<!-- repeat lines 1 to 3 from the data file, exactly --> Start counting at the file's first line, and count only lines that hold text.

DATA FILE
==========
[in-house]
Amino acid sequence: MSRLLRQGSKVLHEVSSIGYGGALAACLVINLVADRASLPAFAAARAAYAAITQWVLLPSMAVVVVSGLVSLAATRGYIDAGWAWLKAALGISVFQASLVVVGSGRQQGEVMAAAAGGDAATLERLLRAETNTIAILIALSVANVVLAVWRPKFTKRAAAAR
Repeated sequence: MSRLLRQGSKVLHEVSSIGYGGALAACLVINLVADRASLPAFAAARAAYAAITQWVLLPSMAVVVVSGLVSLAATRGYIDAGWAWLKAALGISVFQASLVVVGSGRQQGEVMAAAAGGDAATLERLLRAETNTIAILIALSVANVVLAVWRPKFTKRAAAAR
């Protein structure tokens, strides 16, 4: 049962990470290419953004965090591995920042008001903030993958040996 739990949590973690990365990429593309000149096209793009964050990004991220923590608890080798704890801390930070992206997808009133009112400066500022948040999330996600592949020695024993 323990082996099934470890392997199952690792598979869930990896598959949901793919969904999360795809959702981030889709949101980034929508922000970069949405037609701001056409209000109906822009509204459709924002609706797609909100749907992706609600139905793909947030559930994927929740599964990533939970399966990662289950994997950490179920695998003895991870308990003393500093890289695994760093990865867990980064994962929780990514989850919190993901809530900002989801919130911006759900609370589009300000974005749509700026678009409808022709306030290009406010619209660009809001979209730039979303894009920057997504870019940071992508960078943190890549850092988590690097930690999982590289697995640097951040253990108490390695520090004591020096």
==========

[in-house]
Amino acid sequence: MSRLLRQGSKVLHEVSSIGYGGALAACLVINLVADRASLPAFAAARAAYAAITQWVLLPSMAVVVVSGLVSLAATRGYIDAGWAWLKAALGISVFQASLVVVGSGRQQGEVMAAAAGGDAATLERLLRAETNTIAILIALSVANVVLAVWRPKFTKRAAAAR
Repeated sequence: MSRLLRQGSKVLHEVSSIGYGGALAACLVINLVADRASLPAFAAARAAYAAITQWVLLPSMAVVVVSGLVSLAATRGYIDAGWAWLKAALGISVFQASLVVVGSGRQQGEVMAAAAGGDAATLERLLRAETNTIAILIALSVANVVLAVWRPKFTKRAAAAR